Privacy and quiet space are crucial for workplace wellbeing yet surprisingly hard to find in many offices. While your office soundscape may usually be tame, the day you desperately need just one square foot of silence is when it sounds most like a crowded street corner.
It’s not that you don’t care about your colleague’s weekend plans, the fifth office party this week or that phone ringing off the hook. But at the wrong time—worse, at the same time—it can be too much to ignore.
So you escape from the chatter and seek refuge, but where? Conference rooms are free, but you’re one and they seat eight. The stairwell, bathroom or parking lot welcomes you as a last resort.
This hunt for privacy is unproductive. It exacerbates stress and wastes time. Every employee needs privacy. If not in their immediate space, then at least easy access to find it.
A well-designed office lets you easily segue from collaboration to solitude without being forced down a deserted hallway to find it. Here’s how:
Give employees control of their own privacy with modular workstations. Movable panels provide visual privacy, and made of wool felt or fabric, they also help buffer noise.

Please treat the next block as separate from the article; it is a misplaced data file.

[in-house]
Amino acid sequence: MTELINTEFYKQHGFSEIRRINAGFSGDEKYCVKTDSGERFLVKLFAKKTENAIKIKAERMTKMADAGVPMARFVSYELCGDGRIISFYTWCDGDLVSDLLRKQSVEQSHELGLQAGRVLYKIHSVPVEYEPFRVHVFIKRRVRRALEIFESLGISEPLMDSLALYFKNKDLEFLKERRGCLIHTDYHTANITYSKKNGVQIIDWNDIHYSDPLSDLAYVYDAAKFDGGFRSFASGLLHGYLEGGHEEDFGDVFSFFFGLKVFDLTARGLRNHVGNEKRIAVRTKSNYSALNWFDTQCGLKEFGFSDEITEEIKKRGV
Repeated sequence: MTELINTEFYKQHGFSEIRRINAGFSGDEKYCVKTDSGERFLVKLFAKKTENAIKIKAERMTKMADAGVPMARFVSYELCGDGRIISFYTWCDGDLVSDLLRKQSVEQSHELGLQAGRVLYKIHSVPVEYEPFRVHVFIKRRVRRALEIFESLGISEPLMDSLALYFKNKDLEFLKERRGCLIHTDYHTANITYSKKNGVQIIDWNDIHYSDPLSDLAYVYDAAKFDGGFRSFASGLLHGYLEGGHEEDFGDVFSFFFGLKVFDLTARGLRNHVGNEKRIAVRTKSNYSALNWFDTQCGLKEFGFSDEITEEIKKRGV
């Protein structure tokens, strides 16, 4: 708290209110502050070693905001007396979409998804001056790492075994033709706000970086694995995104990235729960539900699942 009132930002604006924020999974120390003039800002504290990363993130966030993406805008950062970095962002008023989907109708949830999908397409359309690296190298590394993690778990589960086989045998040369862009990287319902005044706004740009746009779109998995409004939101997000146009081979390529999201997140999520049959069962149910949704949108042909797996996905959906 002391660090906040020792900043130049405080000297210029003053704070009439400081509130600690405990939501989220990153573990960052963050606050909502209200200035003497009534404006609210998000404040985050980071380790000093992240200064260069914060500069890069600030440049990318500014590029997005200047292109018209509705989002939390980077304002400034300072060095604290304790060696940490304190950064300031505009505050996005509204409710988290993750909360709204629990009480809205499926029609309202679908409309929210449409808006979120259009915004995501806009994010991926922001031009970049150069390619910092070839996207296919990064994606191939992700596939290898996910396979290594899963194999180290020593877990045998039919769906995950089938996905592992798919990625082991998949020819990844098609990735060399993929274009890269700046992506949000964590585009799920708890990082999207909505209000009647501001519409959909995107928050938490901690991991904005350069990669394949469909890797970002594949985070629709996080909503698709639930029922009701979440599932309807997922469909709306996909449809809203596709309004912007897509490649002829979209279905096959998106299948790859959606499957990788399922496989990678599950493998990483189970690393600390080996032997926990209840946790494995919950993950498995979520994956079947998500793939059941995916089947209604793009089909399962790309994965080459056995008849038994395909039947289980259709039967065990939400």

Likewise, padded booths or even entire fabric panels will drown out noise pollution and keep conversations to those involved.
Ample options: One of the biggest privacy pains is having nowhere to go. An activity-based workplace makes it simple and fast to find space based on need—be it collaborative or individual work. From a one- or two-person phone room, a reservable four-person huddle room to a large conference room, employees can spontaneously meet in seclusion. And if they need a break from the crowd, they can slip into a room solo.
Simple access: Perhaps the only thing less productive than not having a room, is not knowing where to find it. On top of variety, employees need quick accessibility to breakaway space. They’re unlikely to travel floors to find it or even more than 40 feet, according to an M.I.T. study. Offer a variety of room sizes near each neighborhood (or group of workstations) so people can pop in and out as needed.
A huddle room provides momentary solace, but you’re unlikely—and probably unwelcome—to spend your entire eight hours in there. That’s why more workplaces are adding a “third space” to the mix. These are cafés, lounges and otherwise non-traditional office space where employees can work and hang out away from a desk. They’re for days when you really need to get away from it all, yet stay close enough to meet when you need to.
Easy access to quiet spaces is a vital part of any office—particularly as we see fewer cubes and more floorplans open up. As you reconfigure your workplace, make room for space that’s free of loud sounds and prying eyes and ears.
JLL Staff Reporter, Behind-the-scenes
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